Courts Begin New System For Rationing Budget

It was just a “drop in the bucket,” according to California’s chief courts fiscal officer, but the restored funding from our recently passed state budget is being allocated under a new formula that creates winners and losers. The San Francisco Appeal website has a good accounting of its local situation, noting that the “increase” actually “… still leaves the superior courts $201 million short of the amount received last year, on top of previous cuts of $214 million.”
The website explains “… the new allocation formula, developed by an advisory committee of judges and court executives, takes account of varying court workloads that may have changed in recent years because of population growth or other factors. The previous formula, used for the past 15 years, was based primarily on the share each superior court had in 1998, the year the state government took over court funding from the individual counties. That approach didn’t keep up with increased court workloads in counties where the population grew faster.”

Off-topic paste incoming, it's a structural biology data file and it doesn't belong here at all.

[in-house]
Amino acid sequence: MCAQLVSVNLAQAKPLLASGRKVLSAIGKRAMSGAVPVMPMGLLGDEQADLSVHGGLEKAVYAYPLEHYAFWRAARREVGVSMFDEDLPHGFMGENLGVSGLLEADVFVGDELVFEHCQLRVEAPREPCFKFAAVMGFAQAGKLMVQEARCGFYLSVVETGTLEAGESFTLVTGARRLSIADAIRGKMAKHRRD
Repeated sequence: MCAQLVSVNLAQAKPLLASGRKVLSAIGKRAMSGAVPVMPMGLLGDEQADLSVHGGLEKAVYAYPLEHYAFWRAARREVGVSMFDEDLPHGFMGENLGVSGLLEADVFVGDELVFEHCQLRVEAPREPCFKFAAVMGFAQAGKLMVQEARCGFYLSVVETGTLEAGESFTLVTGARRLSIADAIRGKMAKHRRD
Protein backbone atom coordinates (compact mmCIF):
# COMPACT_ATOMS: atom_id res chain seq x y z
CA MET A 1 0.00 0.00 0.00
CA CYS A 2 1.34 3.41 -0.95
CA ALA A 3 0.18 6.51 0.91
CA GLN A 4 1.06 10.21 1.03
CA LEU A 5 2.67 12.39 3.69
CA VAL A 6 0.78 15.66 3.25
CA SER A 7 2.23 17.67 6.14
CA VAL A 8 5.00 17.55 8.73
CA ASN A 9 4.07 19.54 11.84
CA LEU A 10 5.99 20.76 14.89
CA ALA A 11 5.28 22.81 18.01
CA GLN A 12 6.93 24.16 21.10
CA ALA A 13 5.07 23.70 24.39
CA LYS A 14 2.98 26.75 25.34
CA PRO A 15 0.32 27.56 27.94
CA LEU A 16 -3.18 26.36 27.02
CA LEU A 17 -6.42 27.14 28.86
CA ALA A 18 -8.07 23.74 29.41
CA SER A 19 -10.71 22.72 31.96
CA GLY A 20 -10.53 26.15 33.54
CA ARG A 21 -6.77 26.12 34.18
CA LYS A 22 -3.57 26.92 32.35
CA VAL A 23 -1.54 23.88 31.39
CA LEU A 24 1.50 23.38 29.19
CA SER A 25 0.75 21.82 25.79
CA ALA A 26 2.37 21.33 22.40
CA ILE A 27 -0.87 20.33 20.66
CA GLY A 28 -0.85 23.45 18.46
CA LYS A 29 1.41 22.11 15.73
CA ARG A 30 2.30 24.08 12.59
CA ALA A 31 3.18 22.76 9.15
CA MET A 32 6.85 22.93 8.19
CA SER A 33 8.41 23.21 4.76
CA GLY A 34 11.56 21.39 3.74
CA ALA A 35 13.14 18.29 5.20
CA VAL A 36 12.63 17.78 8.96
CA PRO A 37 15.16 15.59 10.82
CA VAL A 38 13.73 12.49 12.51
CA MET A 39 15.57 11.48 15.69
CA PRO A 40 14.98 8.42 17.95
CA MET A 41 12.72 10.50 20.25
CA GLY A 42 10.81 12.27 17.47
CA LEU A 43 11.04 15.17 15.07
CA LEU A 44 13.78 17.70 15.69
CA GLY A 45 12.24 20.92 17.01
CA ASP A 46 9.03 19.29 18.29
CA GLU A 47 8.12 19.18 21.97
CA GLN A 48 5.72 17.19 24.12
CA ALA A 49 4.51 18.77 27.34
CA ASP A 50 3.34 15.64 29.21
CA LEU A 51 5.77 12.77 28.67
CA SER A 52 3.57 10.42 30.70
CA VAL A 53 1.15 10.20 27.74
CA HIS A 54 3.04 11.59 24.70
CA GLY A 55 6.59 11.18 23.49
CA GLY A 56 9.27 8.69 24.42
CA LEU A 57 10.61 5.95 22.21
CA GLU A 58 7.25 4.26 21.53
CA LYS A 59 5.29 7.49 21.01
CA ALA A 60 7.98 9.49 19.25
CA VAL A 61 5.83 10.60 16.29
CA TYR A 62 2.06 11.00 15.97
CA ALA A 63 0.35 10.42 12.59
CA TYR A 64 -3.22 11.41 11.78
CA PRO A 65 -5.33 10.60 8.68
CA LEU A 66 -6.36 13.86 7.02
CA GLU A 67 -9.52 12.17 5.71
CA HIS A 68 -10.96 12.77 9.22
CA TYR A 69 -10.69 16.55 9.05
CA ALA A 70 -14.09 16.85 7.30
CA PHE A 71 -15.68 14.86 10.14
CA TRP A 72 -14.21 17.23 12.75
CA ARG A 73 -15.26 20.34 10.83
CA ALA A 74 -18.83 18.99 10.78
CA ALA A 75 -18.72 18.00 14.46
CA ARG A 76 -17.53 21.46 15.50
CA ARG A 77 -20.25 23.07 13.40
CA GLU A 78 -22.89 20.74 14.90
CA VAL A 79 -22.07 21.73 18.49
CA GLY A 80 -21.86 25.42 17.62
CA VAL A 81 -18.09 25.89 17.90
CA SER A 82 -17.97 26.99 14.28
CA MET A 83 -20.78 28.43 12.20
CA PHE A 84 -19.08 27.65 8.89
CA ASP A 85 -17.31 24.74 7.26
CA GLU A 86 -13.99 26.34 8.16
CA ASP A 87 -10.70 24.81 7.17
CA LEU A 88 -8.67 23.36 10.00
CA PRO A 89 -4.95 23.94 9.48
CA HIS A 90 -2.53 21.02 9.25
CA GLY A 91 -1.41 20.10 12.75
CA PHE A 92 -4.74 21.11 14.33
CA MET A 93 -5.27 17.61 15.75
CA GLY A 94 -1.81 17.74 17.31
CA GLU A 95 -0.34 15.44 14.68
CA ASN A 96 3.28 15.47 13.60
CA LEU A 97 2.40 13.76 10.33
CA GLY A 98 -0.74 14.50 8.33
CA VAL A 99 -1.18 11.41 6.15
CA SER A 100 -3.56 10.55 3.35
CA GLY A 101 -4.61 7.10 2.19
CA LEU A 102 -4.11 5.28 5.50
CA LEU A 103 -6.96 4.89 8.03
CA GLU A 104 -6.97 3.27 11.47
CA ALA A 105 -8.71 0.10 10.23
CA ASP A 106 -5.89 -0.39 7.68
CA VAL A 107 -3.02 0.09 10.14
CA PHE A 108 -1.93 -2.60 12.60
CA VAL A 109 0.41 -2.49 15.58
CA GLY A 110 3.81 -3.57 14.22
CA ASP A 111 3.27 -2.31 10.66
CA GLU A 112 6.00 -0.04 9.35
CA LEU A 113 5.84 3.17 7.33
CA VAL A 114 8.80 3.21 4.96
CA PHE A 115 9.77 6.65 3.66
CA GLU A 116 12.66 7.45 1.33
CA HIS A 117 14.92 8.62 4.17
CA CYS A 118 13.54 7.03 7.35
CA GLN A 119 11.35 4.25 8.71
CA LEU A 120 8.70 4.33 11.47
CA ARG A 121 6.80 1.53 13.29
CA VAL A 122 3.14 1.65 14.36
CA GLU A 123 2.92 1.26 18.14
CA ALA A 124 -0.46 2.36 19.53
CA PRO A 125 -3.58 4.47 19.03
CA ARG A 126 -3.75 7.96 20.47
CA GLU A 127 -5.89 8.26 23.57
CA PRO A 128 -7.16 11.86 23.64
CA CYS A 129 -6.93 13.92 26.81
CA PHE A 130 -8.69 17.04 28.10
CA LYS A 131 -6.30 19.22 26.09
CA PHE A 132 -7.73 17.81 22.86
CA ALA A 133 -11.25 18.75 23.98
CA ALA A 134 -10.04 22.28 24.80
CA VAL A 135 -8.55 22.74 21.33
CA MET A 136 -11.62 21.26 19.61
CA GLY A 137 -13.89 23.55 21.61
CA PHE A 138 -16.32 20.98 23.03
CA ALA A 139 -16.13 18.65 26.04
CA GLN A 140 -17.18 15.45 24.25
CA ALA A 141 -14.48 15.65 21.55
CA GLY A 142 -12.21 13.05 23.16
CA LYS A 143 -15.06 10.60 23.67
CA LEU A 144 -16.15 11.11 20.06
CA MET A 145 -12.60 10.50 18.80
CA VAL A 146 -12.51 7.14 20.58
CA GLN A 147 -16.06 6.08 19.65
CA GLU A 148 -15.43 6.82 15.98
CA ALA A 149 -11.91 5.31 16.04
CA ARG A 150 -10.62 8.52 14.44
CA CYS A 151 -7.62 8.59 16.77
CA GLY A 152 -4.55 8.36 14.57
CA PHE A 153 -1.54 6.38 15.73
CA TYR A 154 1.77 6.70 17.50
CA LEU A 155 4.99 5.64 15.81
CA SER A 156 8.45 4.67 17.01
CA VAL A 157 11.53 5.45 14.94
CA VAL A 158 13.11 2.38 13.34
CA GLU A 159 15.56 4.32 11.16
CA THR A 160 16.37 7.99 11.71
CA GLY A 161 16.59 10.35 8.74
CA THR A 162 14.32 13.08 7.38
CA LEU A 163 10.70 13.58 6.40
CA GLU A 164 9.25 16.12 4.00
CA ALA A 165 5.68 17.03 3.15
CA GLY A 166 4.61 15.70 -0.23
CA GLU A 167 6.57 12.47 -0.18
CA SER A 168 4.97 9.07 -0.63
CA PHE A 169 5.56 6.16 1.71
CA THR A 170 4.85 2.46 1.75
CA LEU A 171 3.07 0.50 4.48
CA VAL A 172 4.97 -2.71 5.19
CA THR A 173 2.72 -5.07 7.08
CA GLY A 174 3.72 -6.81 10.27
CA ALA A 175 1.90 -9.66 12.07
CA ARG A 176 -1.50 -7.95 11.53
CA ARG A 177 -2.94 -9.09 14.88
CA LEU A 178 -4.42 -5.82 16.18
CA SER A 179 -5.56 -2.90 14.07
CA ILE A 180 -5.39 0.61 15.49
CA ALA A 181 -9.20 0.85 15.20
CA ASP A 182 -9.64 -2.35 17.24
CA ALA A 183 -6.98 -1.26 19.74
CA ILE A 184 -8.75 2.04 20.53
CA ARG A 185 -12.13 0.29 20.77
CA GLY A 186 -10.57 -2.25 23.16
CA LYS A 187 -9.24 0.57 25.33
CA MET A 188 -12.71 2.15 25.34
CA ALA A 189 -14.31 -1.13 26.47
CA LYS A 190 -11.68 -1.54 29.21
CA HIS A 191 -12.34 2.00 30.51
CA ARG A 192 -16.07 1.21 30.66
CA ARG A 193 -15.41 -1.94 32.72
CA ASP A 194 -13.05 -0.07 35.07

The $60 million added to the state budget at the last minute is considered “new” spending and will come under the new guidelines.
In the Bay Area, it’s been widely reported that Contra Costa, Monterey, Solano and Sonoma county superior courts will get more funding under the new system than they would have under the old formula. Los Angeles Superior Court is also expected to get a slight increase over what it would have gotten before.